Mackala Ross and Delores Epps

 

 

 

 

 

 

 

 

 

 

 

 

 

 

Former Memphis police officer Alex Beard was speeding to a call with no siren when he rammed into a car, killing 13-year-old Mackala Ross and her mother, Delores Epps, age 53.  Mackala’s father, Michael Ross, was severely injured, but survived the crash.

This week the former officer was offered a plea deal by prosecutors: six months in jail.  Mr. Ross said the sentence was like a “slap in my face.”

The prosecutor said “this was the best that could be done.”   Hmm.

The above photo is Mackala’s school locker where her classmates made a little memorial.

Man Run Over by Police Cruiser

From the Daytona Beach News-Journal:

Investigators are searching for answers and members of a DeLand neighborhood are angry, all wondering how a man fleeing early Wednesday morning from a traffic stop ended up dead, run over by a police car.

Details about the incident remain sketchy. But preliminary reports indicate Marlon Brown, 38, fled from an attempted traffic stop, first in the vehicle he was driving, and then on foot.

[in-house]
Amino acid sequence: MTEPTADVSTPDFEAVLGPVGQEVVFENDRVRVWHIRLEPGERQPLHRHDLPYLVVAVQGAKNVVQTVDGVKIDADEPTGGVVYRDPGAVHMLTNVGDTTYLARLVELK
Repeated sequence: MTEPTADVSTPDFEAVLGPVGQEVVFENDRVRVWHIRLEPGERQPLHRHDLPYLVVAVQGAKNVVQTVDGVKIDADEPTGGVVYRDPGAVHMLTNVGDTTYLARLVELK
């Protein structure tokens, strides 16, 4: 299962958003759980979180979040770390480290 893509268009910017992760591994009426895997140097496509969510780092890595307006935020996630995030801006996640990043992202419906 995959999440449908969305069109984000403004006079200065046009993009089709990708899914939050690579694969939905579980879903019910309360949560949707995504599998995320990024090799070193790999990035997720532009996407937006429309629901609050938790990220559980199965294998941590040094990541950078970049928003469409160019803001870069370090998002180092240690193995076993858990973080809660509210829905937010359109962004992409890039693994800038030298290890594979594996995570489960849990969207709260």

A minute later, as Brown ran through a field, two DeLand police officers who heard the call over the radio followed in their patrol cars. Somehow, one of the police cars ended up knocking down a fence at the end of the field, and Brown ended up dead, under the car.

It all started because the man was not wearing his seat belt.

H/T:  Reason

Controversial Police Shooting in Cleveland

13 officers fire 137 rounds and kill Timothy Russell and Malissa Williams.

Police say they fired in self-defense.

From Cleveland.com:

Russell ended up on a dead-end access road to an East Cleveland middle school, where the officers from various jurisdictions converged with the 13 Cleveland officers.

They surrounded the Malibu, and some officers were out of their cars when Russell rammed another police car, Gardner said.

Police are trained to use deadly force to stop a suspect from using a vehicle as a weapon. They opened fire.

The Cuyahoga County Medical Examiner’s Office is running gunshot-residue tests on Russell’s and Williams’ hands to determine if either fired a gun. The results should be in before week’s end.

No gun was found in Russell’s car or along the chase route. No bullet or casing was found outside the Justice Center.

Pathologists at the Medical Examiner’s Office removed 20 rounds from Russell’s body and 16 from Williams’ body. They both had additional wounds from bullets that entered and exited their bodies — Russell had 30 wounds, Williams had 20, an investigator said.